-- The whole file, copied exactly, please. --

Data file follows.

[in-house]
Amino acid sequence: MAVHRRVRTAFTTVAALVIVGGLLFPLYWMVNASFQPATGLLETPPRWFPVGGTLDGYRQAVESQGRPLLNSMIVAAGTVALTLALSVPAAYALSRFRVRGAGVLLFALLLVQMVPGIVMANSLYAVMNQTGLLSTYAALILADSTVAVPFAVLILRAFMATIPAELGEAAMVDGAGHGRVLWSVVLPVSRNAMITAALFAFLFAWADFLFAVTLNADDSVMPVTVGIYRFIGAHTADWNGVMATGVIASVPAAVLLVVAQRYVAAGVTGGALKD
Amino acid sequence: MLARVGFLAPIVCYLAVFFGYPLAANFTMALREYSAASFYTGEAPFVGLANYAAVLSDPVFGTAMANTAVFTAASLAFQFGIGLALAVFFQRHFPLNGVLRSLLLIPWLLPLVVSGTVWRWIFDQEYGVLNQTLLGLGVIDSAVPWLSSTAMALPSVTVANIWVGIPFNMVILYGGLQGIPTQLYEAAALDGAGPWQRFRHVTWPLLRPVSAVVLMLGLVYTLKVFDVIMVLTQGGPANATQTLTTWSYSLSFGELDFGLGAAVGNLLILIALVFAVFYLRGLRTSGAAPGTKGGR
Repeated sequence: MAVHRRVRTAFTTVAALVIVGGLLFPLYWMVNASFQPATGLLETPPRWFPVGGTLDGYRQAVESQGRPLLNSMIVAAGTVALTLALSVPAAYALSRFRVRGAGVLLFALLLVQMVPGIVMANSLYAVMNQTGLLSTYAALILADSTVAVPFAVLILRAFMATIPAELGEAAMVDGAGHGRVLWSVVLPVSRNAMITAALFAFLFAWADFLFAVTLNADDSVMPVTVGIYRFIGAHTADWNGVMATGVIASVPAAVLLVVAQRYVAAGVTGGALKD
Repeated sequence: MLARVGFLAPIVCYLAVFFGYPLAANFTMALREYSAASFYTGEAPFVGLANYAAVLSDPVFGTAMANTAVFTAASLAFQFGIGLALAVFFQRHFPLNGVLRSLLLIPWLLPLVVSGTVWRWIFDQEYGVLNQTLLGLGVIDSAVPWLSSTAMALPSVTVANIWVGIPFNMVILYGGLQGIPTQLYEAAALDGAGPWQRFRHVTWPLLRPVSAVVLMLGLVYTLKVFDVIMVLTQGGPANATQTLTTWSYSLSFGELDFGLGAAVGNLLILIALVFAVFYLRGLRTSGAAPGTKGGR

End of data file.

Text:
[in-house]
Amino acid sequence: MAVHRRVRTAFTTVAALVIVGGLLFPLYWMVNASFQPATGLLETPPRWFPVGGTLDGYRQAVESQGRPLLNSMIVAAGTVALTLALSVPAAYALSRFRVRGAGVLLFALLLVQMVPGIVMANSLYAVMNQTGLLSTYAALILADSTVAVPFAVLILRAFMATIPAELGEAAMVDGAGHGRVLWSVVLPVSRNAMITAALFAFLFAWADFLFAVTLNADDSVMPVTVGIYRFIGAHTADWNGVMATGVIASVPAAVLLVVAQRYVAAGVTGGALKD
Amino acid sequence: MLARVGFLAPIVCYLAVFFGYPLAANFTMALREYSAASFYTGEAPFVGLANYAAVLSDPVFGTAMANTAVFTAASLAFQFGIGLALAVFFQRHFPLNGVLRSLLLIPWLLPLVVSGTVWRWIFDQEYGVLNQTLLGLGVIDSAVPWLSSTAMALPSVTVANIWVGIPFNMVILYGGLQGIPTQLYEAAALDGAGPWQRFRHVTWPLLRPVSAVVLMLGLVYTLKVFDVIMVLTQGGPANATQTLTTWSYSLSFGELDFGLGAAVGNLLILIALVFAVFYLRGLRTSGAAPGTKGGR
Repeated sequence: MAVHRRVRTAFTTVAALVIVGGLLFPLYWMVNASFQPATGLLETPPRWFPVGGTLDGYRQAVESQGRPLLNSMIVAAGTVALTLALSVPAAYALSRFRVRGAGVLLFALLLVQMVPGIVMANSLYAVMNQTGLLSTYAALILADSTVAVPFAVLILRAFMATIPAELGEAAMVDGAGHGRVLWSVVLPVSRNAMITAALFAFLFAWADFLFAVTLNADDSVMPVTVGIYRFIGAHTADWNGVMATGVIASVPAAVLLVVAQRYVAAGVTGGALKD
Repeated sequence: MLARVGFLAPIVCYLAVFFGYPLAANFTMALREYSAASFYTGEAPFVGLANYAAVLSDPVFGTAMANTAVFTAASLAFQFGIGLALAVFFQRHFPLNGVLRSLLLIPWLLPLVVSGTVWRWIFDQEYGVLNQTLLGLGVIDSAVPWLSSTAMALPSVTVANIWVGIPFNMVILYGGLQGIPTQLYEAAALDGAGPWQRFRHVTWPLLRPVSAVVLMLGLVYTLKVFDVIMVLTQGGPANATQTLTTWSYSLSFGELDFGLGAAVGNLLILIALVFAVFYLRGLRTSGAAPGTKGGR